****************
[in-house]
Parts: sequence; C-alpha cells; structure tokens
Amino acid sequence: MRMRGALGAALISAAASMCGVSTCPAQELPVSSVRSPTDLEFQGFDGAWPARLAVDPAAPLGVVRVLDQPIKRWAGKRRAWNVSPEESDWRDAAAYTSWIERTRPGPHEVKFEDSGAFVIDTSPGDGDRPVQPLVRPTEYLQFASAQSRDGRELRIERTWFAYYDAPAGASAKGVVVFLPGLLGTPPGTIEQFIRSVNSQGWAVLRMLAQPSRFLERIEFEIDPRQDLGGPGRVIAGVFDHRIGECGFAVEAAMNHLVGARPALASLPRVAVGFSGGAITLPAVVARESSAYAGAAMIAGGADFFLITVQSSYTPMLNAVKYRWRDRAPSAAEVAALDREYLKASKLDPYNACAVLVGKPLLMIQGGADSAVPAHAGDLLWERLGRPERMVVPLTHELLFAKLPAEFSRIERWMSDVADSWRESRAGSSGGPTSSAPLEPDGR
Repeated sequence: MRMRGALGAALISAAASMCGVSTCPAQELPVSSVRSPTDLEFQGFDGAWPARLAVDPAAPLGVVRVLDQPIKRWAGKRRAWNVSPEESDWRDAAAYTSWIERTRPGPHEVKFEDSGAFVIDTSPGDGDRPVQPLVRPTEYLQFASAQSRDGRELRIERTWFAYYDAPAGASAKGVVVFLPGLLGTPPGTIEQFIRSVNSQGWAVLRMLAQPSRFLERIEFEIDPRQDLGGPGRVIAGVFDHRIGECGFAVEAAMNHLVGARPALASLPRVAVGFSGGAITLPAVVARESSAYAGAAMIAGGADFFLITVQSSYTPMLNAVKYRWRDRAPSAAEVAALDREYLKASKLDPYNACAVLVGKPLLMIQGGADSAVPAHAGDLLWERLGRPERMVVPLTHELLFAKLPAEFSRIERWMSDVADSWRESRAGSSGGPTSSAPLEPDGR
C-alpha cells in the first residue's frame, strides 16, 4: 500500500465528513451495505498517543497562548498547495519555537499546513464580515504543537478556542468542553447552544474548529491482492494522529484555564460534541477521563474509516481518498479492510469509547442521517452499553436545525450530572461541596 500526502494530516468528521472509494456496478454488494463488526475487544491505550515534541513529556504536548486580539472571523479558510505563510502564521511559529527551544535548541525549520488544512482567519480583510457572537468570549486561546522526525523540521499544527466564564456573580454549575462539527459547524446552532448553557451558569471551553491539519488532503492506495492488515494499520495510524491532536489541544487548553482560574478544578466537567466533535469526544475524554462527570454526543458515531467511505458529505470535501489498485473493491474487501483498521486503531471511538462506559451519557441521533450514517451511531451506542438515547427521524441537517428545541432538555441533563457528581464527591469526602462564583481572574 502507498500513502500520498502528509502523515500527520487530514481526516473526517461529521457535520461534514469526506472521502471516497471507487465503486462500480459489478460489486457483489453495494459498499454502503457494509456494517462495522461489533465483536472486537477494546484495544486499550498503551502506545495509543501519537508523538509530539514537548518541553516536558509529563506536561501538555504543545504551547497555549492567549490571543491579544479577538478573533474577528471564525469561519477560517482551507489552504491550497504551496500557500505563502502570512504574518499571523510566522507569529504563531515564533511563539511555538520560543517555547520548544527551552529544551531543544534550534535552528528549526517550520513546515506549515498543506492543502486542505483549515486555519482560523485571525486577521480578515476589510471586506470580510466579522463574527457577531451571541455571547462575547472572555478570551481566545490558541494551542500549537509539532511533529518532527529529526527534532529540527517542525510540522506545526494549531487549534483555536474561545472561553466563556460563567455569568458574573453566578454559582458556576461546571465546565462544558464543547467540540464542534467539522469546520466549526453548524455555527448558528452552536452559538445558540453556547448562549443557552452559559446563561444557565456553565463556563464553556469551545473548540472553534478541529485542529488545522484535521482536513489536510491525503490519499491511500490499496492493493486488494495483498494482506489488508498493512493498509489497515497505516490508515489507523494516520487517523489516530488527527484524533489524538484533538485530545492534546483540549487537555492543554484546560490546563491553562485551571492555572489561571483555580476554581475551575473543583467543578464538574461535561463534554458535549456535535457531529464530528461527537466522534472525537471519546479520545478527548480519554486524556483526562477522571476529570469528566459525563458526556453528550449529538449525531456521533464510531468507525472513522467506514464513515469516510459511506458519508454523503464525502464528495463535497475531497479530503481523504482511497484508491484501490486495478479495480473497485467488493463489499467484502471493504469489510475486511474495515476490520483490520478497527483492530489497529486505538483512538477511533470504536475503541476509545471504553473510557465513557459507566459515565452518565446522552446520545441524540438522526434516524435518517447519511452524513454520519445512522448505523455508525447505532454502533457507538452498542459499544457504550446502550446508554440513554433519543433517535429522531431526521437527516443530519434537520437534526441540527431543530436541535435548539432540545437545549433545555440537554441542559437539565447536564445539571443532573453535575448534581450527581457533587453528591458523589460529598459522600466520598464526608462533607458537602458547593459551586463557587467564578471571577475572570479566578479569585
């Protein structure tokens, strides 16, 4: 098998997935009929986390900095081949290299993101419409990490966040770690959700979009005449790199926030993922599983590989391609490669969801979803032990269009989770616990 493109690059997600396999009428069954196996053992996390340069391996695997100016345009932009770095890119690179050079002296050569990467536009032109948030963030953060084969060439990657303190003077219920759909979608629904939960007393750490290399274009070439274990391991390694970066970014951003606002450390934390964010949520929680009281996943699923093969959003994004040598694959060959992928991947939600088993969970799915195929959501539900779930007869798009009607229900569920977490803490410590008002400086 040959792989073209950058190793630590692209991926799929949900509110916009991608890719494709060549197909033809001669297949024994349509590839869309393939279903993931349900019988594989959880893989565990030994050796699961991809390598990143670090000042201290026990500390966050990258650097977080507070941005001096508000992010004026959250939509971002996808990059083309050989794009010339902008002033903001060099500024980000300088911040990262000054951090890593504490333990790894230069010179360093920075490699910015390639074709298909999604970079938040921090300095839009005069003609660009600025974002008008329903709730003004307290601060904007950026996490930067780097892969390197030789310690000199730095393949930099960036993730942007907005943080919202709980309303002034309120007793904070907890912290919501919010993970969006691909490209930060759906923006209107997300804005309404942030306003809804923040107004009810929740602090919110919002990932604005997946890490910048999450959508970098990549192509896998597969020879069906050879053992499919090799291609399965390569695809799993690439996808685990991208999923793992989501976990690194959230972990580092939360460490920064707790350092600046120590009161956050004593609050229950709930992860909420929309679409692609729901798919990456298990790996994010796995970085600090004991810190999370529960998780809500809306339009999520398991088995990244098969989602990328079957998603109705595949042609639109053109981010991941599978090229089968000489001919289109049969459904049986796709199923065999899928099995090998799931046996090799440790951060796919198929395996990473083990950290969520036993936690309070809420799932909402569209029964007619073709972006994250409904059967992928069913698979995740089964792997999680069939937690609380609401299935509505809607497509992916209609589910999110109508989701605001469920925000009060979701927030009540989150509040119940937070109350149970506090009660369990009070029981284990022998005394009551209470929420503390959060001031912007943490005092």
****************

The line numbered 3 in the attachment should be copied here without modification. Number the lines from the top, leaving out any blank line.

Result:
Amino acid sequence: MRMRGALGAALISAAASMCGVSTCPAQELPVSSVRSPTDLEFQGFDGAWPARLAVDPAAPLGVVRVLDQPIKRWAGKRRAWNVSPEESDWRDAAAYTSWIERTRPGPHEVKFEDSGAFVIDTSPGDGDRPVQPLVRPTEYLQFASAQSRDGRELRIERTWFAYYDAPAGASAKGVVVFLPGLLGTPPGTIEQFIRSVNSQGWAVLRMLAQPSRFLERIEFEIDPRQDLGGPGRVIAGVFDHRIGECGFAVEAAMNHLVGARPALASLPRVAVGFSGGAITLPAVVARESSAYAGAAMIAGGADFFLITVQSSYTPMLNAVKYRWRDRAPSAAEVAALDREYLKASKLDPYNACAVLVGKPLLMIQGGADSAVPAHAGDLLWERLGRPERMVVPLTHELLFAKLPAEFSRIERWMSDVADSWRESRAGSSGGPTSSAPLEPDGR